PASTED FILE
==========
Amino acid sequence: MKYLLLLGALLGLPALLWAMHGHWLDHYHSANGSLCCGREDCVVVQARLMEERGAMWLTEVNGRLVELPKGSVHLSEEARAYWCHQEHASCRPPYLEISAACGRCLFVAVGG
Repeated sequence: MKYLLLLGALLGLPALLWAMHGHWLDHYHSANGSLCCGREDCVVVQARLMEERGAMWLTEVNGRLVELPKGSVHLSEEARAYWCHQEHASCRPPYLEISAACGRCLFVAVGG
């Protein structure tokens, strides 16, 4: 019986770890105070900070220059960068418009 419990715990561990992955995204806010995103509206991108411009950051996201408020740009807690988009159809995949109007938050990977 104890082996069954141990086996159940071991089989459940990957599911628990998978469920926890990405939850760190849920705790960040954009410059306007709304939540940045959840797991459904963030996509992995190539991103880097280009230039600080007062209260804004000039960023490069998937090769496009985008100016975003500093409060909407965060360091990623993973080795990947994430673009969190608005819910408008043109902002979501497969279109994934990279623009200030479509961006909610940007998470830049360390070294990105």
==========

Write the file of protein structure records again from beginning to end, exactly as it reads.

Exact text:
Amino acid sequence: MKYLLLLGALLGLPALLWAMHGHWLDHYHSANGSLCCGREDCVVVQARLMEERGAMWLTEVNGRLVELPKGSVHLSEEARAYWCHQEHASCRPPYLEISAACGRCLFVAVGG
Repeated sequence: MKYLLLLGALLGLPALLWAMHGHWLDHYHSANGSLCCGREDCVVVQARLMEERGAMWLTEVNGRLVELPKGSVHLSEEARAYWCHQEHASCRPPYLEISAACGRCLFVAVGG
């Protein structure tokens, strides 16, 4: 019986770890105070900070220059960068418009 419990715990561990992955995204806010995103509206991108411009950051996201408020740009807690988009159809995949109007938050990977 104890082996069954141990086996159940071991089989459940990957599911628990998978469920926890990405939850760190849920705790960040954009410059306007709304939540940045959840797991459904963030996509992995190539991103880097280009230039600080007062209260804004000039960023490069998937090769496009985008100016975003500093409060909407965060360091990623993973080795990947994430673009969190608005819910408008043109902002979501497969279109994934990279623009200030479509961006909610940007998470830049360390070294990105």